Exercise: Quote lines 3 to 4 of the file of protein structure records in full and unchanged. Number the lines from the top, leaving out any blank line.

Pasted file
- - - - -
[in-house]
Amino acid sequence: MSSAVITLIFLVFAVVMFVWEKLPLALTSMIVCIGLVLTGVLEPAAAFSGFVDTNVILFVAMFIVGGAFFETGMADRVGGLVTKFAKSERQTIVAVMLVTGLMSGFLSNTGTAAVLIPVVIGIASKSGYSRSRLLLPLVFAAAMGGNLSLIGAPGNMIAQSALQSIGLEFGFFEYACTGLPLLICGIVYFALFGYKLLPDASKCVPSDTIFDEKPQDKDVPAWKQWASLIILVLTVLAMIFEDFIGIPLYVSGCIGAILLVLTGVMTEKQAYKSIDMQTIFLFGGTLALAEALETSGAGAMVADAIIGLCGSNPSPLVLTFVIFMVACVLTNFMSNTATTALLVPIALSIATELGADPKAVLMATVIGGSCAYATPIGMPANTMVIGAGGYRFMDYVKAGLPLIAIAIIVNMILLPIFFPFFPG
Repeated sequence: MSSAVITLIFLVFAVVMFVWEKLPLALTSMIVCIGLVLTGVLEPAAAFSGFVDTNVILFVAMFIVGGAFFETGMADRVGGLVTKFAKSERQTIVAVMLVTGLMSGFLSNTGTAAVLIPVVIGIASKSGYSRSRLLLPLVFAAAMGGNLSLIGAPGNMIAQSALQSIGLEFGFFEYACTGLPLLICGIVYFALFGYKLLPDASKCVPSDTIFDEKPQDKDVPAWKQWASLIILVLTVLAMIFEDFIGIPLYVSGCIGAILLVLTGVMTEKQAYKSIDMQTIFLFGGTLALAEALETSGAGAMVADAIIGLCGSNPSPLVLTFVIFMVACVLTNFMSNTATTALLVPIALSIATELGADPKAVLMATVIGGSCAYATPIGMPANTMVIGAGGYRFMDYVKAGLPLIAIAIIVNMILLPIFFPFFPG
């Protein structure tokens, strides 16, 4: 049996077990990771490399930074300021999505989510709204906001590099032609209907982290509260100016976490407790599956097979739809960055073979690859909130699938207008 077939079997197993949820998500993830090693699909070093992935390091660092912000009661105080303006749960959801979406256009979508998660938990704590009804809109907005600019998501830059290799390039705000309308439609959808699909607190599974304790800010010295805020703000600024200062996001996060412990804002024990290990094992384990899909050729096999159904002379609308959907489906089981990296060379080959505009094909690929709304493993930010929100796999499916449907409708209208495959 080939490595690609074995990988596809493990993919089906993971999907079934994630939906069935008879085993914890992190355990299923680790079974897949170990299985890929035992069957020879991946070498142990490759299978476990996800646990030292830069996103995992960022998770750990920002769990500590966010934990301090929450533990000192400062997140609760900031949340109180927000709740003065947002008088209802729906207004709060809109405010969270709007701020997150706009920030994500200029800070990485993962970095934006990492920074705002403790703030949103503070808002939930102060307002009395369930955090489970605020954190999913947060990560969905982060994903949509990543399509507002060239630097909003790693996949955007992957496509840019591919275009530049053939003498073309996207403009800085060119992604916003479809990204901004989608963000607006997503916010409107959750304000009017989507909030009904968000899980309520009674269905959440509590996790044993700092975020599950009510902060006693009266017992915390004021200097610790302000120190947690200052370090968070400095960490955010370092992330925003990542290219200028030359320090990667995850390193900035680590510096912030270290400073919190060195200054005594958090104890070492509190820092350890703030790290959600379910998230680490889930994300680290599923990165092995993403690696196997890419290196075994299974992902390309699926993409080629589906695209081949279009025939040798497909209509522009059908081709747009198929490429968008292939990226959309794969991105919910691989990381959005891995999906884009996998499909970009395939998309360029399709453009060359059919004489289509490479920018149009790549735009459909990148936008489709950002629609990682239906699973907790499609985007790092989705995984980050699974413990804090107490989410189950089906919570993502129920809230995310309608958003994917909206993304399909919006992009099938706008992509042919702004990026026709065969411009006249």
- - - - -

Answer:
Repeated sequence: MSSAVITLIFLVFAVVMFVWEKLPLALTSMIVCIGLVLTGVLEPAAAFSGFVDTNVILFVAMFIVGGAFFETGMADRVGGLVTKFAKSERQTIVAVMLVTGLMSGFLSNTGTAAVLIPVVIGIASKSGYSRSRLLLPLVFAAAMGGNLSLIGAPGNMIAQSALQSIGLEFGFFEYACTGLPLLICGIVYFALFGYKLLPDASKCVPSDTIFDEKPQDKDVPAWKQWASLIILVLTVLAMIFEDFIGIPLYVSGCIGAILLVLTGVMTEKQAYKSIDMQTIFLFGGTLALAEALETSGAGAMVADAIIGLCGSNPSPLVLTFVIFMVACVLTNFMSNTATTALLVPIALSIATELGADPKAVLMATVIGGSCAYATPIGMPANTMVIGAGGYRFMDYVKAGLPLIAIAIIVNMILLPIFFPFFPG
């Protein structure tokens, strides 16, 4: 049996077990990771490399930074300021999505989510709204906001590099032609209907982290509260100016976490407790599956097979739809960055073979690859909130699938207008 077939079997197993949820998500993830090693699909070093992935390091660092912000009661105080303006749960959801979406256009979508998660938990704590009804809109907005600019998501830059290799390039705000309308439609959808699909607190599974304790800010010295805020703000600024200062996001996060412990804002024990290990094992384990899909050729096999159904002379609308959907489906089981990296060379080959505009094909690929709304493993930010929100796999499916449907409708209208495959 080939490595690609074995990988596809493990993919089906993971999907079934994630939906069935008879085993914890992190355990299923680790079974897949170990299985890929035992069957020879991946070498142990490759299978476990996800646990030292830069996103995992960022998770750990920002769990500590966010934990301090929450533990000192400062997140609760900031949340109180927000709740003065947002008088209802729906207004709060809109405010969270709007701020997150706009920030994500200029800070990485993962970095934006990492920074705002403790703030949103503070808002939930102060307002009395369930955090489970605020954190999913947060990560969905982060994903949509990543399509507002060239630097909003790693996949955007992957496509840019591919275009530049053939003498073309996207403009800085060119992604916003479809990204901004989608963000607006997503916010409107959750304000009017989507909030009904968000899980309520009674269905959440509590996790044993700092975020599950009510902060006693009266017992915390004021200097610790302000120190947690200052370090968070400095960490955010370092992330925003990542290219200028030359320090990667995850390193900035680590510096912030270290400073919190060195200054005594958090104890070492509190820092350890703030790290959600379910998230680490889930994300680290599923990165092995993403690696196997890419290196075994299974992902390309699926993409080629589906695209081949279009025939040798497909209509522009059908081709747009198929490429968008292939990226959309794969991105919910691989990381959005891995999906884009996998499909970009395939998309360029399709453009060359059919004489289509490479920018149009790549735009459909990148936008489709950002629609990682239906699973907790499609985007790092989705995984980050699974413990804090107490989410189950089906919570993502129920809230995310309608958003994917909206993304399909919006992009099938706008992509042919702004990026026709065969411009006249």